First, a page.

Cynthia: Many people would say that the fundamental project is the reorganization of power, not simply broadening the political base or getting the "right" people into office. What do you say to those people?
Ron: I think that's right; I don't think we all have consensus on how to do that, but I think its clear that the struggle is about how to create a greater participatory democracy because what we have today is not that. Gaining access to media based on some reasonable criteria for who are the eligible candidates; reducing ballot access requirements, making it easier for independent and third parties to get on the ballot-all of these are crucial. And, of course, there's the issue of proportional representation.
Cynthia: CNT takes the position that because of the history of racism and paternalism that people of color should be in positions of leadership in the organization. . .
Ron: Yes, and the term we use is "substantially but not exclusively." This doesn't mean that someone who is of European ancestry cannot be a part, and that is not the case now. There are Euro-Americans who serve in significant roles. But it is to establish a principle that everybody understands. Also, one of the problems in the African American community is that there is some reluctance on the part of people of color to engage the dialog and to work with white progressives for fear that white progressives will always dominate, that there will not be an opportunity for real leadership. Many of us feel that this is a bit over-played, but if that is a feeling we're contending with in our communities, we have to deal with it. And so one way of helping to deal with that is by making people feel reasonably comfortable, that we don't have to be isolated, that we can engage.
Cynthia: Still, there would seem to be something of a contradiction between identity politics and the development of a majoritarian movement. As I hear you, I interpret you as saying that we obviously can't just jump over these issues of race, class, sexuality, and gender as though they don't exist, but really need to work through these issues. Is that a fair re-statement?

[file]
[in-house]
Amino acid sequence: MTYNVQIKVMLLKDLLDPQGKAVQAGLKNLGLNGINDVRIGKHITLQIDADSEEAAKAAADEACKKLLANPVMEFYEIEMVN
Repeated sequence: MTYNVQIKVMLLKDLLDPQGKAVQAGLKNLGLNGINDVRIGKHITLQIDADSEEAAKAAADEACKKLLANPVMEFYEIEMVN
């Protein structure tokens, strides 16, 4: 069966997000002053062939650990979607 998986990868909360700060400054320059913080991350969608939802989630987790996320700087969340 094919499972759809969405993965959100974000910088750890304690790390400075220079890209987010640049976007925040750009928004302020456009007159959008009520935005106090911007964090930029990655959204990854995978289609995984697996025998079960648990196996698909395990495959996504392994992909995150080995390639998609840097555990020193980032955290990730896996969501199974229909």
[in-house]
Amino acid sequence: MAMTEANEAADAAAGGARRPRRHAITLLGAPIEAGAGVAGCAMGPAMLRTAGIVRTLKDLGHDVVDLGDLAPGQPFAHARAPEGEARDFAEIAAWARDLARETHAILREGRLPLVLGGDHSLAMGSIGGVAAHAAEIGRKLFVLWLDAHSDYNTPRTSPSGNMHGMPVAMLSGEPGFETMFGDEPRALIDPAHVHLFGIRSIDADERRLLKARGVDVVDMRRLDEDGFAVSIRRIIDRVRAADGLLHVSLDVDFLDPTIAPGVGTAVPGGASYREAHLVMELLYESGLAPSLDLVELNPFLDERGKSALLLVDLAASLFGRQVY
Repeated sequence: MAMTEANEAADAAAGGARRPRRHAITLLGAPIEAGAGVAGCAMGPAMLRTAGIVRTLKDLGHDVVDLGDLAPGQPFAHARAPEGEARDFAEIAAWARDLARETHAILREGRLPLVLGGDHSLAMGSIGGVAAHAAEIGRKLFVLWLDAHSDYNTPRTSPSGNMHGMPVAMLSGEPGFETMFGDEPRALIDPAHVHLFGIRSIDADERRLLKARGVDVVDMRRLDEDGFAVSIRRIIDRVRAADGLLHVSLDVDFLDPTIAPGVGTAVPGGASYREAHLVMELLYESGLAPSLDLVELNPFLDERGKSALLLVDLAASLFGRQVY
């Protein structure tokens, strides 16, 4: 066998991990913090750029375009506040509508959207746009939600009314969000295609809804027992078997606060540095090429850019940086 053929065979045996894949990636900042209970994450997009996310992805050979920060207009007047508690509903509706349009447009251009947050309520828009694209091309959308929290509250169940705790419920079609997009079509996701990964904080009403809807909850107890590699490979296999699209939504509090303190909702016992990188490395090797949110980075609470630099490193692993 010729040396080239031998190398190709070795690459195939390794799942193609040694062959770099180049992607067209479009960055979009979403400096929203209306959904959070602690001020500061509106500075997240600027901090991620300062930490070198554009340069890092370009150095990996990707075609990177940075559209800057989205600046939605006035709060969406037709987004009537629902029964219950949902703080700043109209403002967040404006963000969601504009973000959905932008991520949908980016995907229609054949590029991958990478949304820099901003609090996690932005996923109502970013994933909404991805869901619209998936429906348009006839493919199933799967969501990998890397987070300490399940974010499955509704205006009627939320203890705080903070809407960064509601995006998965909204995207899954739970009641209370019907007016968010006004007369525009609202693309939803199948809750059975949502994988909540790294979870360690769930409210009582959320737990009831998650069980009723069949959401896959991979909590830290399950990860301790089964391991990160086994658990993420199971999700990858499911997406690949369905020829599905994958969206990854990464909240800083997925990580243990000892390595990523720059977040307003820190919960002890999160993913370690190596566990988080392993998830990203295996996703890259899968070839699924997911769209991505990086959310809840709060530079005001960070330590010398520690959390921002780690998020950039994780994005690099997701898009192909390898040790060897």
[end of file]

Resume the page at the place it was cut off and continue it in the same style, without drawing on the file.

Ron: The problem with identity politics is when people have an identity and feel that that's the only thing that's out there. The fallacy of those who critique identity politics is not to understand that there is an absolute imperative that people from specific cultural and ethnic backgrounds have a right to self-determination and the right to address issues out of their peculiar and particular experience. What has happened historically on the issues of race and class-and gender, but race and class initially earlier in the century-is that those who argued the "class" position said, well, we're all a part of the working class, so let's not have these discussions about Black people or Puerto Ricans, etc. You have to deal with racism; racism is real, and racism was and is real even within the context of the progressive movement. The same is true with the issues of lesbian and gay people; they can't just count on somebody else to carry their agenda nor can they down-play it because it might piss somebody off. Being a part of some identifiable group should not exclude someone from the broader effort for social transformation.
A part of the corrective is identity, so you can't just pass by that; to pass by that is to have the group not be able to heal itself.
Those of us who come from my vantage point-and I call myself a "progressive nationalist"-work to have our constituencies understand the need to organize within our communities but that there's also a need to identify with people other than ourselves-Latinos, Asians, Indigenous peoples, white progressives- because at that level one comes to understand that the need is to unite the many to defeat the few. And the "few" may be largely white men with power, but that there may be just a smattering of Latinos and Asians and so forth who are being used in that configuration. It's not simple, but it's essential because of the issues of cultural aggression and racism that have been so devastating to African American people and, I suspect other groups. A part of the corrective is identity, so you can't just pass by that; to pass by that is to have the group not be able to heal itself. The question is, while that healing is taking place, the total healing has to be also an embrace of people who are similarly situated and the ultimate view of a humanity that is not oppressive. It can be done, but you have to be committed to that, you have to have that vision, and you have to work with that view. . .
Campaign for a New Tomorrow, 31-35 95th St., East Elmhurst, New York 11369 (202-232-8936)
The above article is an edited version of Cynthia Strecker's February 9, 1997 interview with Ron Daniels. A full version is available from WD Press for $2 (free for subscribers to S/R and members of The Greens/Green Party USA). Lloyd Strecker helped type and edit the interview.